Troubled aviation giant Boeing is asking the US government to step in with US$60 billion in “government aid,” including loan guarantees. What should the Trump administration do?
In France, because the aerospace industry is being devastated by the Covid-19 crisis, the Macron administration is considering nationalizing its aerospace companies, including its big star, Airbus. That’s because under current conditions it is nearly impossible to sell airplanes, manufacturing plants are closed and airline traffic is nearly at a standstill.
Nationalization has only happened in the United States for national security reasons. The most famous example of that is the case of Youngstown Sheet and Tube. In 1951, with the Korean War rapidly becoming a major emergency, there was a union strike in the steel mills. Attempts to get the workers to come back to the factories failed, and in April 1952, President Truman ordered all of America’s steel mills nationalized.
While the steel mills and unions obeyed the nationalization order, they all did so under protest. Youngstown Sheet and Tube went to court in what very quickly wound up as a landmark case before the United States Supreme Court. In June, Justice Hugo Black, speaking for the court, found there was no statute that expressly conferred upon President Truman the power to seize the mills. The court vote was 6 to 3.
While the Truman administration lost the case, it made its immediate point – the mills operated during the Korean War. However, it is fairly certain that the president does not have the power to nationalize Boeing or any other company.
Government to the resue
A bailout is another matter. We have had a number of them in the United States. GM, GMAC and Chrysler were all bailed out by the government. The government ultimately lost $11.3 billion on GM and another $1.3 billion by Chrysler. But that is far from the whole story: there have been hundreds of bailouts, especially for financial institutions.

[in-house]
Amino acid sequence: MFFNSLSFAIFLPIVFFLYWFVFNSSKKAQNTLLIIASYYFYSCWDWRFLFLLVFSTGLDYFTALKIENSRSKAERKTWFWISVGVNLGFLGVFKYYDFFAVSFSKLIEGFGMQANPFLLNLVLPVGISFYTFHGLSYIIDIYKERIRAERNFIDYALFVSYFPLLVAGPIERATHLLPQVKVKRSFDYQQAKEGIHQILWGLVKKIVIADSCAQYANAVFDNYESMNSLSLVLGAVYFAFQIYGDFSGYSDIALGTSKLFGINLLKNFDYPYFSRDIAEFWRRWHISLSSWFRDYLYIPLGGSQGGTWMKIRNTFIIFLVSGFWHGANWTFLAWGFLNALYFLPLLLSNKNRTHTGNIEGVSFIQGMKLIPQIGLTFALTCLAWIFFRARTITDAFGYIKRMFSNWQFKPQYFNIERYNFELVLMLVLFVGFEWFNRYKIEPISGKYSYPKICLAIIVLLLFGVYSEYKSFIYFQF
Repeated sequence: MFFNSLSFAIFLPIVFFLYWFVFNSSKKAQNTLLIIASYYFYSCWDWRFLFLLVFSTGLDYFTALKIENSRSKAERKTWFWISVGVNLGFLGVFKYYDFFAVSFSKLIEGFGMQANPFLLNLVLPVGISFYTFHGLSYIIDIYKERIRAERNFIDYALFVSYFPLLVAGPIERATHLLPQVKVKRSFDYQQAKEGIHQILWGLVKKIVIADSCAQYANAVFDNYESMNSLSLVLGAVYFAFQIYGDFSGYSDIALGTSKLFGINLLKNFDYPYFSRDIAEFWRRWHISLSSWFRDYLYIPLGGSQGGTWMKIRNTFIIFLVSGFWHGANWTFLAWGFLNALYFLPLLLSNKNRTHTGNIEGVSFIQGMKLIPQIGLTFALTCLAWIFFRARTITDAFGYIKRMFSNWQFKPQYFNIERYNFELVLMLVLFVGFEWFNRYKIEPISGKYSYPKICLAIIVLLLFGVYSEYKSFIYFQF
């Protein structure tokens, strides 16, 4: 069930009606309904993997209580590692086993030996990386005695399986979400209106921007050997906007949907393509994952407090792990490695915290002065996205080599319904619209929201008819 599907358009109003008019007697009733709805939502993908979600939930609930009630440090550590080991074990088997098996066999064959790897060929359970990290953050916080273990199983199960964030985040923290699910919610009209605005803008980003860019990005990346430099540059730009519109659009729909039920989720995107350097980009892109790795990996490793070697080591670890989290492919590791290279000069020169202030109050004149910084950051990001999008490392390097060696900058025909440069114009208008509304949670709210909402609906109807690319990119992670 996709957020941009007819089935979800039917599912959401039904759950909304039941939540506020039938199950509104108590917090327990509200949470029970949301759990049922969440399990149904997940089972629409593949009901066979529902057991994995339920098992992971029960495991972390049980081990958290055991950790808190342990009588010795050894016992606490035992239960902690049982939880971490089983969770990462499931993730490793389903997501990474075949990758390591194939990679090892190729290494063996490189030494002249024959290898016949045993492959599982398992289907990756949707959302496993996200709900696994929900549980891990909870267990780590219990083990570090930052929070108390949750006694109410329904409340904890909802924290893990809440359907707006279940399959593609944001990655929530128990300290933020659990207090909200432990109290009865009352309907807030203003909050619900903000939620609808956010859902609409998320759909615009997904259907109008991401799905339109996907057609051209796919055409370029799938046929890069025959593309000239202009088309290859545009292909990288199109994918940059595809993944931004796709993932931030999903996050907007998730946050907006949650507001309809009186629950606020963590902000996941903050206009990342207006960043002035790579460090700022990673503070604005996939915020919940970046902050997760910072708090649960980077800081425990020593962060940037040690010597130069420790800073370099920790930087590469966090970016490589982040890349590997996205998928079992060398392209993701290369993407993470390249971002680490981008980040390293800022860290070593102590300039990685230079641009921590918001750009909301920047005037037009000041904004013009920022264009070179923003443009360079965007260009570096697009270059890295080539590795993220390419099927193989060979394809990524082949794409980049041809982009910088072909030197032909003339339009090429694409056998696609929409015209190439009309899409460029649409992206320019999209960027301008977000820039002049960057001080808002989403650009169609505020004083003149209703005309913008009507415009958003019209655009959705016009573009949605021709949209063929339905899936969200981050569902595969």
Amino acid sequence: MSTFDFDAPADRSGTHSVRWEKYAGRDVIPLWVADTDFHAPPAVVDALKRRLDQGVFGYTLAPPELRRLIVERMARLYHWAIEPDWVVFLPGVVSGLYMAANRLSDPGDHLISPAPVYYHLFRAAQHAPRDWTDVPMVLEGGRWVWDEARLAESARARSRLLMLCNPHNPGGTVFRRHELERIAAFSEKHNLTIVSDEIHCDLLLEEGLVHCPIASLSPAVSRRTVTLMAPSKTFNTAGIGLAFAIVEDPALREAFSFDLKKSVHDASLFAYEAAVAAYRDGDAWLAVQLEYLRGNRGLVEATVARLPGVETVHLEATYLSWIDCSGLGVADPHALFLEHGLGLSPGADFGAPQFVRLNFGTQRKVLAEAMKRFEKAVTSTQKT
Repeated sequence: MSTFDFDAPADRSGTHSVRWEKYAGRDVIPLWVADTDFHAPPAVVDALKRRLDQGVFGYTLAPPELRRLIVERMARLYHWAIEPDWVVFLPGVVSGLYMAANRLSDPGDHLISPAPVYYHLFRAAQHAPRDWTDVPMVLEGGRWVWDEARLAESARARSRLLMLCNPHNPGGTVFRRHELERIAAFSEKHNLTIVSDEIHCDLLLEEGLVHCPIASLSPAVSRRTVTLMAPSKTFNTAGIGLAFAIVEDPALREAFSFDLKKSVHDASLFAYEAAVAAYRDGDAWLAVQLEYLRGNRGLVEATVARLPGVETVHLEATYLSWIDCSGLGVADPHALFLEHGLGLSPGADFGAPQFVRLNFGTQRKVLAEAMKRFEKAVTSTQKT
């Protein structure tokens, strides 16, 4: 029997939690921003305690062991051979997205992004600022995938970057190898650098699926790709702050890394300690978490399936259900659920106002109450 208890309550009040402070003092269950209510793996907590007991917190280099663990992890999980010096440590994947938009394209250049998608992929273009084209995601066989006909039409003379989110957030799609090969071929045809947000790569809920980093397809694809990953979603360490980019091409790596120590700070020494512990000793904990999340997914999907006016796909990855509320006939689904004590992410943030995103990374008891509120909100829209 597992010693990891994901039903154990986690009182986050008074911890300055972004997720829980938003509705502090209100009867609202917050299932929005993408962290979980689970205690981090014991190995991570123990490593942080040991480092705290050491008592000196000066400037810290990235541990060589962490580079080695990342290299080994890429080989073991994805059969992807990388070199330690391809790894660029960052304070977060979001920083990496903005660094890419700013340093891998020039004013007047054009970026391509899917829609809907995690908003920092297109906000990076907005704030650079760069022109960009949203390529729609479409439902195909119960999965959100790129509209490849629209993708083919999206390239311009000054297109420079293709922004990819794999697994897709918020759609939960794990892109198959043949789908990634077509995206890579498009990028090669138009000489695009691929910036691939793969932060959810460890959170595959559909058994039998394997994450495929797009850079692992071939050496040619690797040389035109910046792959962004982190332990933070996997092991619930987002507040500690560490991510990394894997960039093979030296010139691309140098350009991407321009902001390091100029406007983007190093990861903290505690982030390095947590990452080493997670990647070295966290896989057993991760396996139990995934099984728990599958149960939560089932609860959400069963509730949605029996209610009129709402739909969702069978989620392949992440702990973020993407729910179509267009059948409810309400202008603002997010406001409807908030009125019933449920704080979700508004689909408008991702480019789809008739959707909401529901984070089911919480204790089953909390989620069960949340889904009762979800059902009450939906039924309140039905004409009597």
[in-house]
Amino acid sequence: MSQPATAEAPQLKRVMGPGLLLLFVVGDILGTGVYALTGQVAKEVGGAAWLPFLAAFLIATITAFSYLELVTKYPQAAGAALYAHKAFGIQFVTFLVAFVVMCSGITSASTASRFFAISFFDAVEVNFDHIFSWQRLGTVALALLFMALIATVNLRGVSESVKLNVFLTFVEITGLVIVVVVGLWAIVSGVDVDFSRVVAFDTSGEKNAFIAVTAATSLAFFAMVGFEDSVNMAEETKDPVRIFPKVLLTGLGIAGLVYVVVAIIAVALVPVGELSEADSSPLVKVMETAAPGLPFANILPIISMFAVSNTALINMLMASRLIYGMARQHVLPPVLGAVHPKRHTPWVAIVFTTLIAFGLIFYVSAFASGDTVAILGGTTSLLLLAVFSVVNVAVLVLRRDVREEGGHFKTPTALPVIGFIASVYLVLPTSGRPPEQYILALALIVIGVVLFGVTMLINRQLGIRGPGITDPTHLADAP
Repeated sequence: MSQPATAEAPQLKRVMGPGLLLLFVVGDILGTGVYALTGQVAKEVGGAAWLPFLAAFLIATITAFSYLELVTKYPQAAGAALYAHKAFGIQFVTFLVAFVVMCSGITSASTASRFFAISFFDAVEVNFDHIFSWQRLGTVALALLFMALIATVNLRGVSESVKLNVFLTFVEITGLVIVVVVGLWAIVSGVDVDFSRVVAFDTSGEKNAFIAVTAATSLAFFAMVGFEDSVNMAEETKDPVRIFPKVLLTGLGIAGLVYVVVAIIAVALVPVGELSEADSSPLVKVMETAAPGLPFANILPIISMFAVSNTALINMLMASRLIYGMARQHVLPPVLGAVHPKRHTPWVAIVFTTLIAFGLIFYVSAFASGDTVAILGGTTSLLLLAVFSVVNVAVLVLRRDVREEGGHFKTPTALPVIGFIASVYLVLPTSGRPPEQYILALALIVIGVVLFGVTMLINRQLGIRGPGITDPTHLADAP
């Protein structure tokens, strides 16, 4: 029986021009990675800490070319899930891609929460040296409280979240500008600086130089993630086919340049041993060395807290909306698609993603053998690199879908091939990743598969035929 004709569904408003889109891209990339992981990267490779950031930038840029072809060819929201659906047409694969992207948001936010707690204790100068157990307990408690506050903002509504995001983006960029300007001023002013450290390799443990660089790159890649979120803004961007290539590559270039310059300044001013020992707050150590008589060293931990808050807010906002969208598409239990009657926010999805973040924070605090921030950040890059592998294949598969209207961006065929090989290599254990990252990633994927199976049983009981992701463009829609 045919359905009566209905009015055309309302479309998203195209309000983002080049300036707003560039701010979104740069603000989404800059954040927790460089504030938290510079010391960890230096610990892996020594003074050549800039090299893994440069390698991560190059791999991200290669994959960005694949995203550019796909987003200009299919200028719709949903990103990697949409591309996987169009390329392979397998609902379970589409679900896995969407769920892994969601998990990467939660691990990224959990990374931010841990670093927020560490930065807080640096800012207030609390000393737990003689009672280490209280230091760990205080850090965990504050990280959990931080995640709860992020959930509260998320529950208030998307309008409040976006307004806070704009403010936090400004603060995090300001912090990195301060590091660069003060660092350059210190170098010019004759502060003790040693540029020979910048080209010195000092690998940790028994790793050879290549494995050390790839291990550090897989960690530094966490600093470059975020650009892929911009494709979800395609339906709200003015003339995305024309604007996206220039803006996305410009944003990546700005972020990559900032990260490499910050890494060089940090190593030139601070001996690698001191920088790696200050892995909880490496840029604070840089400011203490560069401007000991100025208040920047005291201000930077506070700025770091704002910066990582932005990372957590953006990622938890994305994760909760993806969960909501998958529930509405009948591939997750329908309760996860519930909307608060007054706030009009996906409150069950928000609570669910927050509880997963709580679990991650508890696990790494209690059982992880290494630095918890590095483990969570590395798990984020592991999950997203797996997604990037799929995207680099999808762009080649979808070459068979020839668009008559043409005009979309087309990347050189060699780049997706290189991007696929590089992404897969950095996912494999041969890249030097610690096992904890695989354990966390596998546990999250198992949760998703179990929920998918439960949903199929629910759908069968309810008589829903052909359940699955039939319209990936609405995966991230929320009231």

The government was not always the loser in these bailouts. Many of the recent loans were repaid in part or in full and in some cases the government made money. Bailouts of one kind or another go back as far as 1791, and overall have cost the government trillions of dollars.
There have also been cases where the government forced consolidations in certain industries for both economic and national security reasons.
The most famous example is the consolidation starting in 1993 of US defense industries demanded and facilitated by the Pentagon, led by then-Secretary of Defense Les Aspin and his deputy Bill Perry.
The consolidation was, in fact subsidized by the government, but how it was done was different than a classical bailout or payout in the case of seeking consolidation. There were about 20 prime contractors in defense in 1993 and at the end of the consolidation only six “super-sized” defense companies remained.
The deal was underwritten by putting in place a new type of procurement for major defense systems, called cost-plus contracting. Under this modality, the price of goods and the profit are agreed up front. But the contractor, in figuring the price, is allowed to include all allowable costs –and for the purpose of the consolidation, the cost of buying and integrating a smaller defense company required for the deal meant that those costs were allowed by the Pentagon.
That made the 1993 consolidation a very expensive one for the taxpayer, and there was no recovery of any of the money.
The Defense Department claimed that the benefit for the United States would be that defense goods would ultimately be cheaper. That never happened. In fact, while layers of corporate overhead may have been removed by the consolidation, prices for defense goods kept going up – and still are. While there are a host of reasons why this happened, the fact remains that the Pentagon promised something it never had any intention of delivering.